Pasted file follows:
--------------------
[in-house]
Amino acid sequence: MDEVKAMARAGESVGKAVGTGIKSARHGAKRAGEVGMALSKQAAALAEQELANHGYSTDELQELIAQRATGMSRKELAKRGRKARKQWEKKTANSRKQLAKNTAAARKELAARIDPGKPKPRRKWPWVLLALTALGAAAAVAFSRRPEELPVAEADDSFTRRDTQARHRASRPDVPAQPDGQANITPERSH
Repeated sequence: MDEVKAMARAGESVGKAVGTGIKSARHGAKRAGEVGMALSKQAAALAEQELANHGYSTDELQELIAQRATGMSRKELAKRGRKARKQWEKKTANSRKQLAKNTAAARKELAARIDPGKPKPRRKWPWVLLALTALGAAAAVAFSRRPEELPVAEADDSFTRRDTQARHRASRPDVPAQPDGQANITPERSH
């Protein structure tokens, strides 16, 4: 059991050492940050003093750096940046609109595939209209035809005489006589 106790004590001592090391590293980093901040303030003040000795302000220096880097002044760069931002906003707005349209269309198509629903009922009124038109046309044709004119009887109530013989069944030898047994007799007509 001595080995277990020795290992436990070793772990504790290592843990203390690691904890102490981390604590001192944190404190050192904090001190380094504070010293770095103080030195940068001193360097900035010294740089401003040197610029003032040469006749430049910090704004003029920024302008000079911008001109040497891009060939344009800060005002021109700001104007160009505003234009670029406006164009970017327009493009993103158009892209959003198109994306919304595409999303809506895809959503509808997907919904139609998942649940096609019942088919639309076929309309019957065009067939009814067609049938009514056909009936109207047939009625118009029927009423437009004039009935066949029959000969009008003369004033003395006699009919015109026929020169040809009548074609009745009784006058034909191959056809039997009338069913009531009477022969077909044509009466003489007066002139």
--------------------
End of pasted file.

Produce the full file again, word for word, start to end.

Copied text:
[in-house]
Amino acid sequence: MDEVKAMARAGESVGKAVGTGIKSARHGAKRAGEVGMALSKQAAALAEQELANHGYSTDELQELIAQRATGMSRKELAKRGRKARKQWEKKTANSRKQLAKNTAAARKELAARIDPGKPKPRRKWPWVLLALTALGAAAAVAFSRRPEELPVAEADDSFTRRDTQARHRASRPDVPAQPDGQANITPERSH
Repeated sequence: MDEVKAMARAGESVGKAVGTGIKSARHGAKRAGEVGMALSKQAAALAEQELANHGYSTDELQELIAQRATGMSRKELAKRGRKARKQWEKKTANSRKQLAKNTAAARKELAARIDPGKPKPRRKWPWVLLALTALGAAAAVAFSRRPEELPVAEADDSFTRRDTQARHRASRPDVPAQPDGQANITPERSH
């Protein structure tokens, strides 16, 4: 059991050492940050003093750096940046609109595939209209035809005489006589 106790004590001592090391590293980093901040303030003040000795302000220096880097002044760069931002906003707005349209269309198509629903009922009124038109046309044709004119009887109530013989069944030898047994007799007509 001595080995277990020795290992436990070793772990504790290592843990203390690691904890102490981390604590001192944190404190050192904090001190380094504070010293770095103080030195940068001193360097900035010294740089401003040197610029003032040469006749430049910090704004003029920024302008000079911008001109040497891009060939344009800060005002021109700001104007160009505003234009670029406006164009970017327009493009993103158009892209959003198109994306919304595409999303809506895809959503509808997907919904139609998942649940096609019942088919639309076929309309019957065009067939009814067609049938009514056909009936109207047939009625118009029927009423437009004039009935066949029959000969009008003369004033003395006699009919015109026929020169040809009548074609009745009784006058034909191959056809039997009338069913009531009477022969077909044509009466003489007066002139």